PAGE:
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Roomers and Boarders

Author: Mike Edwards

An HO client plans on renting two bedrooms in his house to college students. He is a “grandfatherly type” gentleman who lost his wife a year ago and probably would enjoy having the company in his home. And as a retired college professor, he would relish being around college students again. How will this impact his property and liability coverages? Also, would the college students have any coverages under his policy?

 

Question"One of my Homeowners clients plans on renting two bedrooms in his house to college students. He is a 'grandfatherly type' gentleman who lost his wife a year ago, and probably would enjoy having the company in his home. And as a retired college professor, he would relish being around college students again. How will this impact his property and liability coverages? Also, would the college students have any coverages under his policy?"

AnswerAs to coverage issues you raised, let's assume the following:  Jack is the owner of the home and has an HO-3 naming him as the Named Insured. Jill is one of the college students, who is not related to Jack. Here are the important issues.

1.  Jack's Coverage C for Personal Property does not apply to Jill's personal property. While his Coverage C applies both to his personal property worldwide, as well as personal property of his guests, it does not apply to Jill’s personal property.  he standard Homeowners Policy excludes “property of roomers, boarders, and other tenants,” unless they are relatives of the insured. (See the Property Not Covered provision under Coverage C.)

2.  Jack is protected for his personal liability (Coverage E) under his Section II, should Jill bring a suit against him. While the Homeowners Policy excludes most rental exposures under the “Business” exclusion, there is an exception for rental of a part of the residence, so long as there are no more that two roomers or boarders.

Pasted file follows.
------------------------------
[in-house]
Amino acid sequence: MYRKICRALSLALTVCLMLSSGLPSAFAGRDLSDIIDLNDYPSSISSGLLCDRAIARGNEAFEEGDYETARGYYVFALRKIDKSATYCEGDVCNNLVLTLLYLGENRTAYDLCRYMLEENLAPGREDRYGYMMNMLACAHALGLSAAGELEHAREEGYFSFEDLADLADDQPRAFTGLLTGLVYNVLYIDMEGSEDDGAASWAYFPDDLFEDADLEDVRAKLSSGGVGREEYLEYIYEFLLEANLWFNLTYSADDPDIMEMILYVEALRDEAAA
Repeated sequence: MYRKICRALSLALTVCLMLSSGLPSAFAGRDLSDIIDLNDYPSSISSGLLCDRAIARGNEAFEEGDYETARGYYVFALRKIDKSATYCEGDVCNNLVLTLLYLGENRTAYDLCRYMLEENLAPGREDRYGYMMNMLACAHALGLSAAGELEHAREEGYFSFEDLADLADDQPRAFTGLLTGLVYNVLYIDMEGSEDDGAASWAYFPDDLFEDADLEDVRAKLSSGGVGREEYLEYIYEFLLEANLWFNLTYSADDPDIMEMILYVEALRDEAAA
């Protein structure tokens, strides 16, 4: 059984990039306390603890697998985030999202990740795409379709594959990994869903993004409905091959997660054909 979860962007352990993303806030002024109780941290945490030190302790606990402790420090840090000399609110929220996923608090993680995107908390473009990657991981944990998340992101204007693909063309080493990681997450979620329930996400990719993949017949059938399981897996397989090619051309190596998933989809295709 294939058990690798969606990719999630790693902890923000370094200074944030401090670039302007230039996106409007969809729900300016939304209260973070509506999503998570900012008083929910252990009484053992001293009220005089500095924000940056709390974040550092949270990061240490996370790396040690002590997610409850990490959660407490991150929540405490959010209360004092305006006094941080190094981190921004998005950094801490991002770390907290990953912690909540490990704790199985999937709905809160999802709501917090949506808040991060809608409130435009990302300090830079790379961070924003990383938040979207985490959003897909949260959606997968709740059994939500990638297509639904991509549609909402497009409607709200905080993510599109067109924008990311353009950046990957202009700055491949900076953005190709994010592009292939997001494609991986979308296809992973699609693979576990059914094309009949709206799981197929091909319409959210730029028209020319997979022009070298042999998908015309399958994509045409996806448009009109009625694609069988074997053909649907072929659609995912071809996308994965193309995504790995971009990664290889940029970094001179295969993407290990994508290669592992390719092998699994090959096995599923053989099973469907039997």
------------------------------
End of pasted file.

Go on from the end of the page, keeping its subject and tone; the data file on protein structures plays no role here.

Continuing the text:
3.  Jill is NOT an "insured" under Jack's Coverage E - Liability, since she is not a resident relative. However, if she is legally responsible for Jack's animals or watercraft, she is an "insured" under those limited circumstances. For example, is she is waking Jack's dog, Jill is an "insured" in Jack's Coverage E should she be sued by the person bitten by the dog. The definition of "Insured" for Section II includes this small extension of coverage for those who otherwise would not be “insureds.” 

4.  Likewise, under this definition of "Insured" for Section II, Jill is also an "insured" for any vehicle covered by Jack's policy. For example, if she is operating his owned ATV on his premises, and injures a third party, Jill is an "insured."

Here is the policy wording for situations 3 and 4 above:

Definitions. ”Insured" means:
Under Section II:
(1) With respect to animals or watercraft to which
    this policy applies, any person or organization
    legally responsible for these animals or
    watercraft which are owned by you or any person
    included in a. or b. above. "Insured" does not
    mean a person or organization using or having
    custody of these animals or watercraft in the
    course of any "business" or without consent of
    the owner; or
(2) With respect to a "motor vehicle" to which this
    policy applies:
    (a) Persons while engaged in your employ or
        that of any person included in a. or b.
        above; or 
    (b) Other persons using the vehicle on an
        "insured location" with your consent.

5.  Now for more bad news. While Jill is an "insured" under Jack's HO policy as described above in scenarios 3 and 4 above, she would not be able to recover for her own injuries in either of these circumstances (walking the dog or using the ATV) under Jack's Coverage E – Liability, due to the Section II Exclusion for "Bodily injury" to you or an "insured" within the meaning of part a. or b. of "insured" as defined."

Note, however, that if Jill was injured by the dog while it was not in her custody, or by the ATV while she was not using it, Jack’s Section II – Liability would protect him in a suit brought by Jill.

6.  More bad news for Jill. She would not be eligible to receive any Section II Medical Payments (Coverage F) under Jack's HO. For example, if she slipped on poorly maintained stairs or steps and was injured, Jack's Coverage F excludes the following:  "To any person, other than a "residence employee" of an "insured," regularly residing on any part of the "insured location.”

7.  Jill needs an HO-4 and health insurance.

8.  If Jack gets a third roomer or boarder, he will probably need a commercial liability policy, so be sure and point this out to him (in writing). In addition, his Homeowners insurer might nonrenew, due to the increased liability exposure.

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​127 South Peyton Street
Alexandria VA 22314
​phone: 800.221.7917
fax: 703.683.7556
email: info@iiaba.net

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